The Uluru Statement is the culmination of 13 regional dialogues held across Australia on the question of constitutional recognition for Aboriginal and Torres Strait Islander peoples. It also represents over a decade of work on the constitutional recognition and First Nations people. 

The result of the dialogues and the Uluru National Constitutional Convention – where the Uluru Statement was issued – was a clear rejection of symbolic constitutional recognition. Instead, a call for substantive change was made with a First Nations Voice to Parliament in the Australian Constitution. Alongside a Voice, there were two other sequenced reforms: Treaty and Truth.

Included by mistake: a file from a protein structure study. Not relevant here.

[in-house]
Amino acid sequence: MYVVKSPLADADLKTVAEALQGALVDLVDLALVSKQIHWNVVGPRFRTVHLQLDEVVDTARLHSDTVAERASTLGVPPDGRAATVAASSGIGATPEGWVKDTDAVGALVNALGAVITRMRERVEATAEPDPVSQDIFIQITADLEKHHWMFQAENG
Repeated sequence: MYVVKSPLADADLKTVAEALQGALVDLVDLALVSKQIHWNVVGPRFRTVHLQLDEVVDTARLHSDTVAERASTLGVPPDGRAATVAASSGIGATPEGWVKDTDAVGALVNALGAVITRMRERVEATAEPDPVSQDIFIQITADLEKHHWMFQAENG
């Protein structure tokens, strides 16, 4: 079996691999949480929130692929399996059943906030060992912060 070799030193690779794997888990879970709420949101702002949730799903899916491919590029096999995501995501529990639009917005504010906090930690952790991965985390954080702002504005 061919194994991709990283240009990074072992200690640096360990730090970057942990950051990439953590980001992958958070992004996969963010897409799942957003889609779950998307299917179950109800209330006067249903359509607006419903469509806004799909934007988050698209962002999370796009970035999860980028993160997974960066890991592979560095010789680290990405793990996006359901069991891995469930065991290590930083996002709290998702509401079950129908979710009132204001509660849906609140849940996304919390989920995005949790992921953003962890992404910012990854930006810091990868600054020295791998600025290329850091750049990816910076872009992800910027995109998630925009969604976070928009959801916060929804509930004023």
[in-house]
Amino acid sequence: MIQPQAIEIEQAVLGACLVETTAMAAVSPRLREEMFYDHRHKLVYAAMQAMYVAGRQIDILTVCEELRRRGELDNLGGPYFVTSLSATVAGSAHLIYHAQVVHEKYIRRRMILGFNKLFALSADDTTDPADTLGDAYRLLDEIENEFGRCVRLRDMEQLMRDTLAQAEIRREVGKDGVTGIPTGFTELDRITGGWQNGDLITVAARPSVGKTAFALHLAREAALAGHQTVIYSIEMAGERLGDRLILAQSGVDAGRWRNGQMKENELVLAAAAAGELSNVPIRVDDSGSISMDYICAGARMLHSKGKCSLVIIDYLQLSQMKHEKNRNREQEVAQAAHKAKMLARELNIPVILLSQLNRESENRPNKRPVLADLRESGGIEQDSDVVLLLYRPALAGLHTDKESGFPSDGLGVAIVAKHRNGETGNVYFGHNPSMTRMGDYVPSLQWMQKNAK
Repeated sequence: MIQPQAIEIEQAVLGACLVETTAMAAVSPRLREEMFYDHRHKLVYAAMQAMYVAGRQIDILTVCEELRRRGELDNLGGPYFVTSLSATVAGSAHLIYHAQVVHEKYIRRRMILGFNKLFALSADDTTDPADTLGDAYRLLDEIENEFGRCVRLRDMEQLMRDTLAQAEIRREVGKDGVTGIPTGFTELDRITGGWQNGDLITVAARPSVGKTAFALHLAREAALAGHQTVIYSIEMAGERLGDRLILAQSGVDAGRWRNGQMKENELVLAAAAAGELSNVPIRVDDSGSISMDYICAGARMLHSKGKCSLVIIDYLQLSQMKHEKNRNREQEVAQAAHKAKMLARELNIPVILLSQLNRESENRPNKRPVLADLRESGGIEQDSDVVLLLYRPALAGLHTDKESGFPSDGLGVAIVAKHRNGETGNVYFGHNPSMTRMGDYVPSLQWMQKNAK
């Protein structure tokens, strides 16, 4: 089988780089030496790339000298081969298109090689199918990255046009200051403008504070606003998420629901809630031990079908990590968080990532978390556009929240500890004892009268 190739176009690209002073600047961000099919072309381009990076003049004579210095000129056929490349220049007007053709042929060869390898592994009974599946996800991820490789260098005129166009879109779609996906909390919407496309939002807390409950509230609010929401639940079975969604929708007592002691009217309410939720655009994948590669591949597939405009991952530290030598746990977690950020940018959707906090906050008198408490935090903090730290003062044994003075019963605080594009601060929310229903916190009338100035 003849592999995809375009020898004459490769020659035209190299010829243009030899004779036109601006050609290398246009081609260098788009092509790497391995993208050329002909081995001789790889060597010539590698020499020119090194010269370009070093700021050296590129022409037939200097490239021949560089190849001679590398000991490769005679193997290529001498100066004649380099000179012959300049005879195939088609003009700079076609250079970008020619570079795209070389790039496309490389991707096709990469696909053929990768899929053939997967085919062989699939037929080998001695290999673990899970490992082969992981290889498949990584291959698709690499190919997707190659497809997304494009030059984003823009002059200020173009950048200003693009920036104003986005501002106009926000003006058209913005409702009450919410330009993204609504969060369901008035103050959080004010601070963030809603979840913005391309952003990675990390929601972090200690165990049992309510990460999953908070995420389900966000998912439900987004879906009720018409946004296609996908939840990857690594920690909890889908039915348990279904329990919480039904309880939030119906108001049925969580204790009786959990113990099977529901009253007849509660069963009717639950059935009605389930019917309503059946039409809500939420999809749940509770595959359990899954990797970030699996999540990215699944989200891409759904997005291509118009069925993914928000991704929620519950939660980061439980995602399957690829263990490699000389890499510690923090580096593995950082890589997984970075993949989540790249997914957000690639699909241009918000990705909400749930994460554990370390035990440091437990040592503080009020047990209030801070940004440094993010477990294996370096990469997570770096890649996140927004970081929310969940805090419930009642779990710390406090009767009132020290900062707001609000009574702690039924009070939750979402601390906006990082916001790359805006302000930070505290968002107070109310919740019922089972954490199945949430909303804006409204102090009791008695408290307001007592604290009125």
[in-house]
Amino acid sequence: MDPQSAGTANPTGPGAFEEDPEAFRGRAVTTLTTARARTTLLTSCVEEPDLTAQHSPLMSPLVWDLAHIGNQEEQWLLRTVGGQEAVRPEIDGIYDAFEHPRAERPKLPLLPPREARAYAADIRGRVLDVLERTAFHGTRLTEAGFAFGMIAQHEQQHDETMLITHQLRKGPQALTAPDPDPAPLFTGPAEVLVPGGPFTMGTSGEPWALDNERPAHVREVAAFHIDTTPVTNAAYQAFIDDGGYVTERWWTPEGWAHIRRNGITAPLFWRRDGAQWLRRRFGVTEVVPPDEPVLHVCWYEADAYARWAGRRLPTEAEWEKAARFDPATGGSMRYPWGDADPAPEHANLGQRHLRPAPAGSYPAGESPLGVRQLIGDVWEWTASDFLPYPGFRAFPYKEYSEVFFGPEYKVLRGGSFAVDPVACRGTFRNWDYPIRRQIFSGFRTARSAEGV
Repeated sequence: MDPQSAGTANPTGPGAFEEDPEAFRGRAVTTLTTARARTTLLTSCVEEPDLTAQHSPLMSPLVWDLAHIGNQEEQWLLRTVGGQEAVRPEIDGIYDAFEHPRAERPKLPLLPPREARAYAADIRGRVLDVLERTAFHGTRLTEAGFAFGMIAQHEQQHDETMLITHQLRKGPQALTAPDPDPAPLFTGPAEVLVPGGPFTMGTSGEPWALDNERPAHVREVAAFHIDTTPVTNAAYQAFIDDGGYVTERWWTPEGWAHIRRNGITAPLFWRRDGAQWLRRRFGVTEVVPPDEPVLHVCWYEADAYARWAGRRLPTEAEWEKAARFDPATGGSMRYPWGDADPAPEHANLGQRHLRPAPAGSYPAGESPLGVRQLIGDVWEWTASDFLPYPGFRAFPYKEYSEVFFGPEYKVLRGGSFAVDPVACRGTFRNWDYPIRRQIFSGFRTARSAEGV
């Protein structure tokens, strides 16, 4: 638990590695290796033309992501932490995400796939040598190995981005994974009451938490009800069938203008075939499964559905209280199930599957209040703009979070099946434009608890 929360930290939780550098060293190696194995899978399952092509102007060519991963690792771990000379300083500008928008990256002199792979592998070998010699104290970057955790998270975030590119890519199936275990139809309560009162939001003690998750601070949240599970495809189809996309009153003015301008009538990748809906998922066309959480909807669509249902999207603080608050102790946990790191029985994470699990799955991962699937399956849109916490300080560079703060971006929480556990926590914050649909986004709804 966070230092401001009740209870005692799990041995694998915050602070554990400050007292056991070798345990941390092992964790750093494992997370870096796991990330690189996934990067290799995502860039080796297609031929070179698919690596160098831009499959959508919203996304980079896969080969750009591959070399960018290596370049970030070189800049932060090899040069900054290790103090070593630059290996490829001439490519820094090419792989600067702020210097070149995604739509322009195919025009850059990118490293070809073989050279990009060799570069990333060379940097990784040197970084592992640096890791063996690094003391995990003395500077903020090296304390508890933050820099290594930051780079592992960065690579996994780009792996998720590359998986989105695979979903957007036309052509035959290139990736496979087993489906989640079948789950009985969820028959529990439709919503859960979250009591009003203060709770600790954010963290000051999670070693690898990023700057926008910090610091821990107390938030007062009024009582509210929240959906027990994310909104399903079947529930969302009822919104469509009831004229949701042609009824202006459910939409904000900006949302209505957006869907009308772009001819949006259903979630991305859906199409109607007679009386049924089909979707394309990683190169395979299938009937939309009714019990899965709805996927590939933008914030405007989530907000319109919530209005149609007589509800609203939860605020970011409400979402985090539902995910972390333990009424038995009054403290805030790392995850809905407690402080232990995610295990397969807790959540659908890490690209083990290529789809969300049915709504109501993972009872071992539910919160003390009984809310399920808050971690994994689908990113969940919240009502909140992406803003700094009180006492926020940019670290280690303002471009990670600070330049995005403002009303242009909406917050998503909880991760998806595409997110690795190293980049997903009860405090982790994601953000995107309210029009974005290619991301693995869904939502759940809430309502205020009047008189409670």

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Aboriginal man at Uluru in 2017




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Uluru Dialogue at the UNSW Indigenous Law Centre

Uluru Dialogue is a group of First Nations and non-Indigenous community leaders, law scholars and advocates based at the UNSW Indigenous Law Centre, that run education programs and projects to advance the work of the Uluru Statement from the Heart. 

Professor Megan Davis is a co-chair for the Uluru Dialogue. 

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